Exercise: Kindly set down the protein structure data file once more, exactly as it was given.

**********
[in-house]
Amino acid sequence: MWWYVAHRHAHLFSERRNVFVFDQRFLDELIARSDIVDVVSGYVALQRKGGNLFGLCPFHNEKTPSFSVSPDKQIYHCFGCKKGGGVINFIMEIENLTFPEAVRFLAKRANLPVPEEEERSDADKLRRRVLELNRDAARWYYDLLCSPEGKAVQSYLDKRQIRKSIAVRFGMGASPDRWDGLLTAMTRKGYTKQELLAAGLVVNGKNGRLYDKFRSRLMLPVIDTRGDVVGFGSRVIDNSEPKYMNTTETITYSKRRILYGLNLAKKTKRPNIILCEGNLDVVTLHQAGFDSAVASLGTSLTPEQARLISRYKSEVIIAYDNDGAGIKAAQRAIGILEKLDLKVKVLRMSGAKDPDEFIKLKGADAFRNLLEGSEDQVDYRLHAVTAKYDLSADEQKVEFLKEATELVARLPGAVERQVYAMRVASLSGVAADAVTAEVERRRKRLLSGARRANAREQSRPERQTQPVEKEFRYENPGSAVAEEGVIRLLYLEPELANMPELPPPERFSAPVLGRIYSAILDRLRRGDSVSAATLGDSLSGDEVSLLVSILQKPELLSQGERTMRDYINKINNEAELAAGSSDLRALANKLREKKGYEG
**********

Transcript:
[in-house]
Amino acid sequence: MWWYVAHRHAHLFSERRNVFVFDQRFLDELIARSDIVDVVSGYVALQRKGGNLFGLCPFHNEKTPSFSVSPDKQIYHCFGCKKGGGVINFIMEIENLTFPEAVRFLAKRANLPVPEEEERSDADKLRRRVLELNRDAARWYYDLLCSPEGKAVQSYLDKRQIRKSIAVRFGMGASPDRWDGLLTAMTRKGYTKQELLAAGLVVNGKNGRLYDKFRSRLMLPVIDTRGDVVGFGSRVIDNSEPKYMNTTETITYSKRRILYGLNLAKKTKRPNIILCEGNLDVVTLHQAGFDSAVASLGTSLTPEQARLISRYKSEVIIAYDNDGAGIKAAQRAIGILEKLDLKVKVLRMSGAKDPDEFIKLKGADAFRNLLEGSEDQVDYRLHAVTAKYDLSADEQKVEFLKEATELVARLPGAVERQVYAMRVASLSGVAADAVTAEVERRRKRLLSGARRANAREQSRPERQTQPVEKEFRYENPGSAVAEEGVIRLLYLEPELANMPELPPPERFSAPVLGRIYSAILDRLRRGDSVSAATLGDSLSGDEVSLLVSILQKPELLSQGERTMRDYINKINNEAELAAGSSDLRALANKLREKKGYEG